Offering Perspectives in Post Conflict Rural Colombia
Recently I visited Colombia, where I spent a big part of my time in the rural southern part of the country. The rural areas still suffer from the conflict and in general lack economic development. Especially youth and farmers, of indigenous and afrodescendant backgrounds, face difficulties. But alternative income generating activities are being developed, and it is impressive to see their impact on the people.
Colombia has many disadvantaged youth as a result of the conflict of the past fifty years. Many became displaced because they were forced to move to a safer area. Others have fought for themselves in the war and are trying to find the right path again. Especially youth in rural areas experience exclusion, as these areas are characterized by poverty.
Also many farmers suffered from the conflict, and they still do. Growing coca is still by far the most lucrative. Some farmers are even threatened by illegal groups if they grow other crops.
However, after the signing of the peace agreement between the Colombian government and the FARC – now three years ago – the time has come to build a more equitable society. For youth, for farmers, for everyone.
Mobile schools for youth
One of the initiatives I visited was ‘Host for Peace’, a mobile gastronomy school, basically a school in a truck. The truck carries all equipment and supplies necessary for young people to develop their practical gastronomy skills. The mobile gastronomy school is created with the objective of bringing quality technical training to the remote areas of Colombia. In this way, the school strengthens the economic opportunities of young people in these areas.
Also in another way the school foster local economic development: about 200 displaced women farmers deliver the ingredients with which the youth cook. This generates more income for these smallholder farmers. What’s more, youth learn to respect and appreciate local agricultural products again. Because of this, the demand for local products from smallholder farmers will increase. It’s nice to see this revaluation of local heritage again, a trend which can turn the tide away from fast food.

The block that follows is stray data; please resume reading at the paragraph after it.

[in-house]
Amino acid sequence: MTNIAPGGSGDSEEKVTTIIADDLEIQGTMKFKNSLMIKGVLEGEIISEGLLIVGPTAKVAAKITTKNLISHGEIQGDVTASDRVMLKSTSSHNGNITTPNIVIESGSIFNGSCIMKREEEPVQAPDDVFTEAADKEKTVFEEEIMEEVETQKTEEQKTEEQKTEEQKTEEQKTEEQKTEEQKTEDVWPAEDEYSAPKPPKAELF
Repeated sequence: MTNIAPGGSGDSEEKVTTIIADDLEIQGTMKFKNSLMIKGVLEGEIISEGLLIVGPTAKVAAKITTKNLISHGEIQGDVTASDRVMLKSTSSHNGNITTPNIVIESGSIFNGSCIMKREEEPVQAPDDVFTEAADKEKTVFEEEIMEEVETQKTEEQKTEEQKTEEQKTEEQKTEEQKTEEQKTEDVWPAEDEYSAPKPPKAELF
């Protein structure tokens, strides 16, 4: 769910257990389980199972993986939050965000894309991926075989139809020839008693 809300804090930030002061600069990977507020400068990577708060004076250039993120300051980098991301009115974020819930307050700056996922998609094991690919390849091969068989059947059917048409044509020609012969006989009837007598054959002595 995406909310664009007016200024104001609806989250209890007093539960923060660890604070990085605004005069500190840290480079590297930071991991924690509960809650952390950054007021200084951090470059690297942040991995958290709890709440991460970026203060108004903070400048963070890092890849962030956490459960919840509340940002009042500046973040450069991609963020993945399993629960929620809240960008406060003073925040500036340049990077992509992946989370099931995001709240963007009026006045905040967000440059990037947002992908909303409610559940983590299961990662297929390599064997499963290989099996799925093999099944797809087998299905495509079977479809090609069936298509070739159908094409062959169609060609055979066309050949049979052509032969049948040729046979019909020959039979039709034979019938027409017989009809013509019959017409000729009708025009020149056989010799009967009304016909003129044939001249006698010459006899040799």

Coffee laboratorium strengthens coffee farmers
Another project I visited was a coffee laboratorium in Policarpa, established under the Rural Peace program funded by the European Union. This project tries to make it more interesting for farmers to grow coffee. The region of Policarpa has great coffee potential as it is the only municipality in the department that, due to its variety of thermal and microclimate floors, has coffee production throughout the entire year. That’s also why a large part of the coffee varieties that exist in the market can be sown here. I talked to a coffee farmer who even imported coffee beans from Ethiopia to test if he could grow them on his own field. I was amazed by his entrepreneurial spirit.
The laboratorium is a big step for the further development of the region: farmers have access to specialized equipment and knowledge to evaluate their coffees. This increases the quality of their coffee.
But I also see room for improvement here: the linkage to (inter)national markets should be further developed. If markets are linked, farmers can make a better living out of coffee, and then it can become a real alternative for coca.
Colombia still faces a major assignment in developing rural areas. A real solution is still far away. But I do think that small initiatives like these – supporting youth and farmers – do contribute to economic development and peace.